Conclusions and opportunities

Our knowledge of how rice genes respond to stress is increasing daily. Our understanding of how these changes translate into plant growth and crop level differences in performance under stress lags behind, and will require a focused effort at synthesis in order to convert the exciting results of genomics into tools and guidelines that plant breeders can use. The most direct application will be in marker-aided selection, though novel high-throughput trait-based screens for use in breeding programs may also emerge from this effort. Marker-assisted selection of progeny from crosses between tolerant, low-yielding cultivars and susceptible, high yield-potential lines theoretically allows for much greater efficiency in a breeding program, because extensive unreliable phenotypic screening can be eliminated, and linkage drag can be effectively reduced. In practice, the identification of suitable markers has been slowed by the low repeatability and precision of QTLs for abiotic stress tolerance. It is rare to identify a single QTL that accounts for most of the observed variation in a given cross and screening system. Nonetheless, exceptions such as Sub1 and Pup1 have been identified through a combination of appropriate parental crosses, careful phenotyping, and dedicated fine-mapping studies.

Future progress may be more rapid if we can effectively use advances in genomics. For example, the costly and time-consuming process of fine-mapping may be circumvented by considering the stress-responsive candidate genes that underlie a given QTL (Ishimaru et al. 2004; Wayne and McIntyre 2002). A strong putative candidate region can be used directly in breeding, however, even if final gene identity is not known, as long as its position is confirmed through association with phenotype in mapping populations (Thorup et al. 2000, Ramalingam et al. 2003). In this case, the actual identity of the candidate is not confirmed, but there a breeder may have sufficient confidence to use a tightly linked marker as a selection tool. The final validation of a specific candidate gene will require additional steps such as transformation or the evaluation of targeted knock-out mutants (Glazier et al. 2002). Knowledge of gene identity is required for the generation of gene-based molecular markers and to justify the search for allelic variants of the gene using molecular techniques or tightly targeted phenotypic screens.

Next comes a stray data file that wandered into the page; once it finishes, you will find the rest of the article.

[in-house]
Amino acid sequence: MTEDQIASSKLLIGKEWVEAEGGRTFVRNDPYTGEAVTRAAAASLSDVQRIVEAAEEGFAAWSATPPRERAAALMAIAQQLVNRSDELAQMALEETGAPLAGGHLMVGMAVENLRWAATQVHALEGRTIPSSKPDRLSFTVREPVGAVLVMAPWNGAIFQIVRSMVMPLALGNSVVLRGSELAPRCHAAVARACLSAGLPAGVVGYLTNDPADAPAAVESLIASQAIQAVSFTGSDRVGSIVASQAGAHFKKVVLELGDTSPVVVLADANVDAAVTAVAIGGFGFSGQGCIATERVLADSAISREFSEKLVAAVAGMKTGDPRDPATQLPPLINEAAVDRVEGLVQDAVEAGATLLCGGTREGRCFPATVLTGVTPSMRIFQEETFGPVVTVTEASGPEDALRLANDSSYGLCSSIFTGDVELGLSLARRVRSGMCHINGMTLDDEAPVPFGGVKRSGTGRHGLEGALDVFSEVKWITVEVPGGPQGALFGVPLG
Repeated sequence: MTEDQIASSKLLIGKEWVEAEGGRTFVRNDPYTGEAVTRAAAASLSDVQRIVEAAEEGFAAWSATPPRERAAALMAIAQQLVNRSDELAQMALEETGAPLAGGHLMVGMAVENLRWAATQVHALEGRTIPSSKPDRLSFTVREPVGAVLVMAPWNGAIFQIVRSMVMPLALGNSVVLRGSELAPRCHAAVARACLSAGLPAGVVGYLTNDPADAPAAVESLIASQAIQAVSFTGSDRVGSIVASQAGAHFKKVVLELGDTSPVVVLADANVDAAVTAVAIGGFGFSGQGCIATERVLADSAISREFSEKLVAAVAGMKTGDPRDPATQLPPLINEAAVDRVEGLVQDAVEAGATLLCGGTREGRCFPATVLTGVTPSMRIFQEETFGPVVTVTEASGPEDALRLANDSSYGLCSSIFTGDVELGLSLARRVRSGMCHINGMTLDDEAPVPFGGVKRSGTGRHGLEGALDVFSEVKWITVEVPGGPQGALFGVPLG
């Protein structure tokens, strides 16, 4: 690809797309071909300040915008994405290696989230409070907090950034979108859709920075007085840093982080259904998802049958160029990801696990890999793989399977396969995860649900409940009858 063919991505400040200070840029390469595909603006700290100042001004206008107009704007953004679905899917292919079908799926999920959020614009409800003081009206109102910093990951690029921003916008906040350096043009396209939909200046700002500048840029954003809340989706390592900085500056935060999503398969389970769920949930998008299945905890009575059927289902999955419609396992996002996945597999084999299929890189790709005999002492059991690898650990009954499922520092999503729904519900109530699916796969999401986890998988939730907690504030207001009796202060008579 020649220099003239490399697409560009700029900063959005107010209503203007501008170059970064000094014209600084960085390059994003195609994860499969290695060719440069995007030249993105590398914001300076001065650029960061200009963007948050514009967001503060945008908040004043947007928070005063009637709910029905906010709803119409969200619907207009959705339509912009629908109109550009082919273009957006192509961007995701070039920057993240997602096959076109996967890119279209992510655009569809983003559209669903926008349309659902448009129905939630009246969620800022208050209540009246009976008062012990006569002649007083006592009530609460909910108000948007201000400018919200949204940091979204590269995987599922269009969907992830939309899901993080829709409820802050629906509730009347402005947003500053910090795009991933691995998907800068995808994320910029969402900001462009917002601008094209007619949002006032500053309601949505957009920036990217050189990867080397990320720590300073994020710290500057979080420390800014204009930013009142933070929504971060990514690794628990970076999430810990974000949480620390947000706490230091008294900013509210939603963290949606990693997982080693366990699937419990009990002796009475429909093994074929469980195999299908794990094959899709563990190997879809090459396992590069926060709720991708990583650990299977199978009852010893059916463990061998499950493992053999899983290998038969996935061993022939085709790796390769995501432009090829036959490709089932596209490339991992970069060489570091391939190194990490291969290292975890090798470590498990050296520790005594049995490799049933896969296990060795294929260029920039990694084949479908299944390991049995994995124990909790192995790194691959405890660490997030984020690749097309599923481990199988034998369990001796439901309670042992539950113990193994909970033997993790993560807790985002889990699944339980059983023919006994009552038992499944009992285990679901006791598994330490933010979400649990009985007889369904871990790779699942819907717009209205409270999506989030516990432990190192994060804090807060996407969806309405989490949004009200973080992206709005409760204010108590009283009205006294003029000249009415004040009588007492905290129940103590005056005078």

One intriguing aspect of the information emerging from genomic studies of abiotic stress response is the large number of genes that respond to multiple stresses, both biotic and abiotic. These can be roughly grouped into those related to initial stress perception, those that modify processes in response to the signal, and the downstream results of that modification, with some overlap between groups (Figure 1). Various studies have demonstrated that common genes are activated by such diverse stresses as wounding, pathogen attack, salt stress, and high temperature in both Arabidopsis (Cheong et al. 2002) and rice (Rabbani et al. 2003). Protein kinases (Agrawal et al. 2003), transcription factors (Dubouzet et al. 2003), and genes associated with hormone metabolism (Chen et al. 2002) particularly show this non-specific response. These genes may also be important in development (Cooper et al. 2003). Such genes that act early in the stress sensing and transduction processes appear to be finely tuned to allow responses to a variety of stresses, some of which act antagonistically (Xiong and Yang 2003). While it is tempting to search for superior alleles of such upstream master switches, these very upstream genes may not be appropriate targets for modification in improving abiotic stress tolerance, because they may restrict the ability of the plant to respond to other environmental challenges or to the combined stresses that characterize real environments. On the other hand, a rice cultivar tolerant to salt shock differed from its susceptible counterpart in its rapid response to stress imposition, suggesting that the immediacy of response to early upstream changes may also have adaptive significance (Kawasaki et al. 2001). Stress-responsive genes that change expression primarily as a result of damage are probably not good targets for crop improvement. The challenge before us, then, is to identify those genes underlying responses in the middle group (Figure 1) that respond to the primary stress signal with an adaptive response that is itself compatible with yield, such as the maintenance of plant hydraulic conductance and seed development under drought, sequestration of toxic ions under salt stress, or the repression of ethylene synthesis under submergence. Once such genes and processes are identified, the search for improved allelic forms among global genebanks and wild relatives can begin in earnest.

Table 1. Selected traits related to abiotic stress tolerance that have been mapped on the rice genome through QTL studies

Trait

Measurement details

Reference